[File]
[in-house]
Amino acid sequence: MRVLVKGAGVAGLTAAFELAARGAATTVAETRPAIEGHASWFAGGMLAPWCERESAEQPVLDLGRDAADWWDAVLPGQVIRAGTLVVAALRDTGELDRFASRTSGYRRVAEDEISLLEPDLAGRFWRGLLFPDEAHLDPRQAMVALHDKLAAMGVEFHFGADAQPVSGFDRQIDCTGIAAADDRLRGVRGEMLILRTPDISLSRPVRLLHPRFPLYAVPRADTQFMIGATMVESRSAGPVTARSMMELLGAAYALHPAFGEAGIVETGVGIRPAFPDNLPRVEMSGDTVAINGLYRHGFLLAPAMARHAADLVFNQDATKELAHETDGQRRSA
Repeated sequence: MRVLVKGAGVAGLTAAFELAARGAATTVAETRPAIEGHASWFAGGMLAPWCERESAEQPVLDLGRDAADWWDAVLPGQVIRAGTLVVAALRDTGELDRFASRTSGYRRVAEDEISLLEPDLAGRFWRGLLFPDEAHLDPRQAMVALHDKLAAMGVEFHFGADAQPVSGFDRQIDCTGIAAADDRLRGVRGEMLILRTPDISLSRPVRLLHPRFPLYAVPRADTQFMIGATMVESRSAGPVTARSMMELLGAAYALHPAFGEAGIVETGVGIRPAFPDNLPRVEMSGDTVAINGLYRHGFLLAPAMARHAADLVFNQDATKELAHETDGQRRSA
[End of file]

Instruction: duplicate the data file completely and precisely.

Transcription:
[in-house]
Amino acid sequence: MRVLVKGAGVAGLTAAFELAARGAATTVAETRPAIEGHASWFAGGMLAPWCERESAEQPVLDLGRDAADWWDAVLPGQVIRAGTLVVAALRDTGELDRFASRTSGYRRVAEDEISLLEPDLAGRFWRGLLFPDEAHLDPRQAMVALHDKLAAMGVEFHFGADAQPVSGFDRQIDCTGIAAADDRLRGVRGEMLILRTPDISLSRPVRLLHPRFPLYAVPRADTQFMIGATMVESRSAGPVTARSMMELLGAAYALHPAFGEAGIVETGVGIRPAFPDNLPRVEMSGDTVAINGLYRHGFLLAPAMARHAADLVFNQDATKELAHETDGQRRSA
Repeated sequence: MRVLVKGAGVAGLTAAFELAARGAATTVAETRPAIEGHASWFAGGMLAPWCERESAEQPVLDLGRDAADWWDAVLPGQVIRAGTLVVAALRDTGELDRFASRTSGYRRVAEDEISLLEPDLAGRFWRGLLFPDEAHLDPRQAMVALHDKLAAMGVEFHFGADAQPVSGFDRQIDCTGIAAADDRLRGVRGEMLILRTPDISLSRPVRLLHPRFPLYAVPRADTQFMIGATMVESRSAGPVTARSMMELLGAAYALHPAFGEAGIVETGVGIRPAFPDNLPRVEMSGDTVAINGLYRHGFLLAPAMARHAADLVFNQDATKELAHETDGQRRSA